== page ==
To the Band of Brothers: April 1, 2022

Fr. Willie ‘87
There was an eerie silence in school on Tuesday. I know it had everything to do with mathematics. For the vast majority of the student population, the math portion of the ACT was being administered. Trust me, that will silence anyone. As I peeked into the various classrooms, I would have sudden flashbacks of sitting in those desks so many years ago sweating through mathematical formulas and geometric theorems. I had to remind myself that I don’t have to take math anymore.
I have to be honest; math and I have never been what you would call friends. Actually, we dislike each other pretty intensely. I was always more at home with Mr. Nuñez’s art history class or Mr. Ibarria’s American literature. Show me a painting by Jacques-Louis David or a novel by Orwell and I will show you sheer and unbridled rapture. Show me a theorem by Pythagoras or a formula by De Moivre and I will show you Freddy Krueger and a Nightmare on Elm Street.
You may ask, how did I survive four years of math at Belen? How did I make it through Algebra with Mrs. H, Geometry with Mrs. Prado, and Math Analysis with Mrs. Vila? The answer… my dad.
Yes sir, fortunately for me my mother married an engineer who loved math, thought it was fun, and made a living off it by plugging it into buildings and warehouses. And, just when I thought it was the tool of the devil created by God for the purpose of humbling mankind and reminding him that life is oftentimes not fair or always peachy, my father made a living from it.
Practically every night in the GT household, I would sit at the dining room table with my father and he would go over the chapters of my math book with me. He would listen as I related to him how Mrs. H and Mrs. Prado and Mrs. Vila explained coefficients and variables, trapezoids, and parallelograms. He would watch as I diagramed and calculated, as I sketched on papers scattered all over the table. He would ask me what’s my vector Victor, do I have clearance Clarence. And always, without exception, he would take the little sweaty pencil from my fingers and go over things on the corner of a sheet of paper or on a napkin or on whatever he had in front of him.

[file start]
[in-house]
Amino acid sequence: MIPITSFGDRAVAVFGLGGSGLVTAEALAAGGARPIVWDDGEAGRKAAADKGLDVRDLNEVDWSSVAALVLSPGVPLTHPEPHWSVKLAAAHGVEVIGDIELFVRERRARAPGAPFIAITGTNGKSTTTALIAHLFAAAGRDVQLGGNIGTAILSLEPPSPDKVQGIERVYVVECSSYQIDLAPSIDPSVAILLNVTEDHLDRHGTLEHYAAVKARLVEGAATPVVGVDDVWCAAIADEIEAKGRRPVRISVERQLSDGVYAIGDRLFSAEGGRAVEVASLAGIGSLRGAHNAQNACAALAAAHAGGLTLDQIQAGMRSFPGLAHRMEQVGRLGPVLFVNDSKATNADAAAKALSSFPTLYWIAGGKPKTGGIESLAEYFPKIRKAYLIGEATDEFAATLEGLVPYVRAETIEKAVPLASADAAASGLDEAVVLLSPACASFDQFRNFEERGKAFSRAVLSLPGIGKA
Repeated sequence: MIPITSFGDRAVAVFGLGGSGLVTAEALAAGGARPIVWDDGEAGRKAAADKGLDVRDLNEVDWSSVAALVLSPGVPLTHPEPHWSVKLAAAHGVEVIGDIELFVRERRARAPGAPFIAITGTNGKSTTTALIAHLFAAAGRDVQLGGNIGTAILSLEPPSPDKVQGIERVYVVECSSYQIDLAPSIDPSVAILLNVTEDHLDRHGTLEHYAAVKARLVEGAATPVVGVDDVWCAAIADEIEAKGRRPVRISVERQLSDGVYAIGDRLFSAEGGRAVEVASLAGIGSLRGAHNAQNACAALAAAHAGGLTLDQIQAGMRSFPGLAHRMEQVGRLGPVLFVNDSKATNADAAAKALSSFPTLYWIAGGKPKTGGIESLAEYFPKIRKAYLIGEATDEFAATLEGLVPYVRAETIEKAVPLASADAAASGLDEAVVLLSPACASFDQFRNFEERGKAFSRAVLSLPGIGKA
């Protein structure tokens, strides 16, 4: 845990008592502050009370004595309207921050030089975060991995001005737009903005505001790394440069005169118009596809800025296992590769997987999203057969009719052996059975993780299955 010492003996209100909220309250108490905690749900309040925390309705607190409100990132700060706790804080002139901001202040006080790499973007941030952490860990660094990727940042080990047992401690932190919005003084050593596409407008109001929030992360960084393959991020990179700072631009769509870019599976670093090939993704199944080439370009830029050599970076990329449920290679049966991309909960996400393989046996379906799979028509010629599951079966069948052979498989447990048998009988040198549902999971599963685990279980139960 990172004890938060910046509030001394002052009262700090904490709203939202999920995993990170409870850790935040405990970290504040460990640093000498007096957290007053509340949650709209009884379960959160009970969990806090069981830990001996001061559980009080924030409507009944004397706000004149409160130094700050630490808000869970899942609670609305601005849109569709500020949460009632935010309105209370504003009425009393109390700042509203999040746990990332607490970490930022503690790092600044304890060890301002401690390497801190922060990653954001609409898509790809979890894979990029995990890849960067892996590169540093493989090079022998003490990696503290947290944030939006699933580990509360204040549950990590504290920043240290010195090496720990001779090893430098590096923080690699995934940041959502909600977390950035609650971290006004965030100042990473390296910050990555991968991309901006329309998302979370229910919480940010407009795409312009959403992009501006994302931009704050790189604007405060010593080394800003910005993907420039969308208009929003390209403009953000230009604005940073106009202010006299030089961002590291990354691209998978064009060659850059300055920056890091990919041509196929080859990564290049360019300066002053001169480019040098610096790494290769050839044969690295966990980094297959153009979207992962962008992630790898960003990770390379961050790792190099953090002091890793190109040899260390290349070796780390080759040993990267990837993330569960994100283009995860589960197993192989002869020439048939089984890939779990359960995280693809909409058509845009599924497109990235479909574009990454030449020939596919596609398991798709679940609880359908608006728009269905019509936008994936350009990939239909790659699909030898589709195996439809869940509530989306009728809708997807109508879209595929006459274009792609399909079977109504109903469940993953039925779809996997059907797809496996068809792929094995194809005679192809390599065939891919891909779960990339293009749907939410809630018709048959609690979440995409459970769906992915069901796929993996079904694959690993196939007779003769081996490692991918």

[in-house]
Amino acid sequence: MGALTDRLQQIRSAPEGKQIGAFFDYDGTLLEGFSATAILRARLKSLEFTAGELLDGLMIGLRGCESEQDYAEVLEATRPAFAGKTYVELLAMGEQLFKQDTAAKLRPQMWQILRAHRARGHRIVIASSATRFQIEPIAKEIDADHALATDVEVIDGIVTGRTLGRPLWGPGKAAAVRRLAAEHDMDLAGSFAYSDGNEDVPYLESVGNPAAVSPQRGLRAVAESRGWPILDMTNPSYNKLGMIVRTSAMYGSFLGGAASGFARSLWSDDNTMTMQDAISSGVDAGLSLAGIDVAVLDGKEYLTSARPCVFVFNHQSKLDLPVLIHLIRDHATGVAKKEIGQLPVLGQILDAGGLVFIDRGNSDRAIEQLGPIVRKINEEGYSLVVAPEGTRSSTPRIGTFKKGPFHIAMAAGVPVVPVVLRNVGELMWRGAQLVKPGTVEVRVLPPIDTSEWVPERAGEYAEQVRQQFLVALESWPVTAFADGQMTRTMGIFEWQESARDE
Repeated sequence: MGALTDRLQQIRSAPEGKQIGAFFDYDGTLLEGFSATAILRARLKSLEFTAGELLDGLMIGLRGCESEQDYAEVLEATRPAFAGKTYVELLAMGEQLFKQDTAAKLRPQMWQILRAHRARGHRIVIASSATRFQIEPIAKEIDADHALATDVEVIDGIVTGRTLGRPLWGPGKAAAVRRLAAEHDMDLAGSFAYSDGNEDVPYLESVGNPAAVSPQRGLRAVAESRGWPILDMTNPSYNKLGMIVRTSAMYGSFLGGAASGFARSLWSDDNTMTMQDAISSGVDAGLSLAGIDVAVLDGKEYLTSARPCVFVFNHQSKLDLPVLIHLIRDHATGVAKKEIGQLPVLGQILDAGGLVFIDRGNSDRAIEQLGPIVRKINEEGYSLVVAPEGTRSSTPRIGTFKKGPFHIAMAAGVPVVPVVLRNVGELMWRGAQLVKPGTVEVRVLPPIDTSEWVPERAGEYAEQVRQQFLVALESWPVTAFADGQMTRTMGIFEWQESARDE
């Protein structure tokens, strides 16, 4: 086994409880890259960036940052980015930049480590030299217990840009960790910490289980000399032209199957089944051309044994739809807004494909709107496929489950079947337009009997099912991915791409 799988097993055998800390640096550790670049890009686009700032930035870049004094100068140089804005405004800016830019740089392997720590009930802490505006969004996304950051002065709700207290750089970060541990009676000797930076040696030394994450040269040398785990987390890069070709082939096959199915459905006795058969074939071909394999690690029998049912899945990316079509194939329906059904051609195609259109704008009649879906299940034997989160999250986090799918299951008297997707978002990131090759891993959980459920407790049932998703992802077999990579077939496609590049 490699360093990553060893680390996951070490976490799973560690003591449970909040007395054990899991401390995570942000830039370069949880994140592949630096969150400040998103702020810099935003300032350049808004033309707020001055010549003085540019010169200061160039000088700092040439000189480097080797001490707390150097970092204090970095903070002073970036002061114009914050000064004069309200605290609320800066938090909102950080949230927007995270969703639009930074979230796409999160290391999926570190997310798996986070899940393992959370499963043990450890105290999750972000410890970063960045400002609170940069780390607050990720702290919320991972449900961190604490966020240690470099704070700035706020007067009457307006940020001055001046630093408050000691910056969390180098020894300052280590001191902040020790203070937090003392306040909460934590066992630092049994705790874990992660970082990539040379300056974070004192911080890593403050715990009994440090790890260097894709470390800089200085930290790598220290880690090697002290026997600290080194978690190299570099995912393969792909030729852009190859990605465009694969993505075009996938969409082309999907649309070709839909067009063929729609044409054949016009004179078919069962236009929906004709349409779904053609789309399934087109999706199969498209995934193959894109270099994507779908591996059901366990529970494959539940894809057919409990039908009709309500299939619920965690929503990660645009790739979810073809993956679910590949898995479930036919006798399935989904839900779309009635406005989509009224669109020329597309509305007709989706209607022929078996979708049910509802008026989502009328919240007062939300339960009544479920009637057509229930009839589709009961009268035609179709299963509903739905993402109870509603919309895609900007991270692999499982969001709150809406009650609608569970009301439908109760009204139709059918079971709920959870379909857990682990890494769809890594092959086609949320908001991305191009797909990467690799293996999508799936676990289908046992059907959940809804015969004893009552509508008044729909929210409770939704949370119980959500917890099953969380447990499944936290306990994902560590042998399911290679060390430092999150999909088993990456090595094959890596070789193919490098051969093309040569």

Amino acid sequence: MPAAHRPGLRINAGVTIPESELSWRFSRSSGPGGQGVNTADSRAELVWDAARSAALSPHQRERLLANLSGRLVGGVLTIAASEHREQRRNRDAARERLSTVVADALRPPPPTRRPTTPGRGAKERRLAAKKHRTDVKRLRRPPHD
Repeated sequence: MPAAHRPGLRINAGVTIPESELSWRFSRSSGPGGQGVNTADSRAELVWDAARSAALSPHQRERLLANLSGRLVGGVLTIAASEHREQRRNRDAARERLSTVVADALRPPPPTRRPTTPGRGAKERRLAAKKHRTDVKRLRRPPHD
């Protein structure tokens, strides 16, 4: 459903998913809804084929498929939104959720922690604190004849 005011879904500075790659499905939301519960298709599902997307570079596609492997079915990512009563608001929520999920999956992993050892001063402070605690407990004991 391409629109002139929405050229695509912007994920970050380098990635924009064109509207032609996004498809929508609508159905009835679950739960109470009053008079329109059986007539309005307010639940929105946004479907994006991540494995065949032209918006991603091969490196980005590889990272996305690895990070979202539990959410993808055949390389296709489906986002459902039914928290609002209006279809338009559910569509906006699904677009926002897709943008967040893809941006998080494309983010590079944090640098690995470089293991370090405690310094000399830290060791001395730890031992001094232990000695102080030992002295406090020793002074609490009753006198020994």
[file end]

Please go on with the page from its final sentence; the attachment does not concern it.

I must admit the vast majority of times I would tune him out after a few minutes. I couldn’t take it for long. My mind would wander to raindrops on roses and whiskers on kittens. He would tap me on the forehead with the pencil and tell me to focus. That focus wouldn’t last very long. Soon enough I had returned to cream-colored ponies and crisp apple strudel. My dad would run his fingers through his hair and then, almost like magic, would show me a formula or a mathematical process that used half the steps and got me more quickly to the answer than what I had learned in class.
Now, don’t get me wrong. I’m very grateful for my math years at Belen. What I fought through during those four years made me strong and wise. It helped me understand that my future in life had to be a profession far removed from math and its kissing cousins like chemistry and physics. You can almost say that it was math that helped me realize I had a religious vocation. Isn’t that amazing, brought to the priesthood by Freddy Krueger.
Auspice Maria
500 SW 127th Avenue, Miami, FL 33184
phone: 305.223.8600 | fax: 305.227.2565 | email:
Belen Jesuit Preparatory School was founded in 1854 in Havana, Cuba by Queen Isabel II of Spain.  The task of educating students was assigned to the priests and brothers of the Society of Jesus (the Jesuits), whose teaching tradition is synonymous with academic excellence and spiritual discipline.  In 1961, the new political regime of Cuba confiscated the School property and expelled the Jesuit faculty.  The School was re-established in Miami the same year, and over the next decade, continued to grow.  Today, Belen Jesuit sits on a 30-acre site in western Dade County, only minutes away from downtown Miami.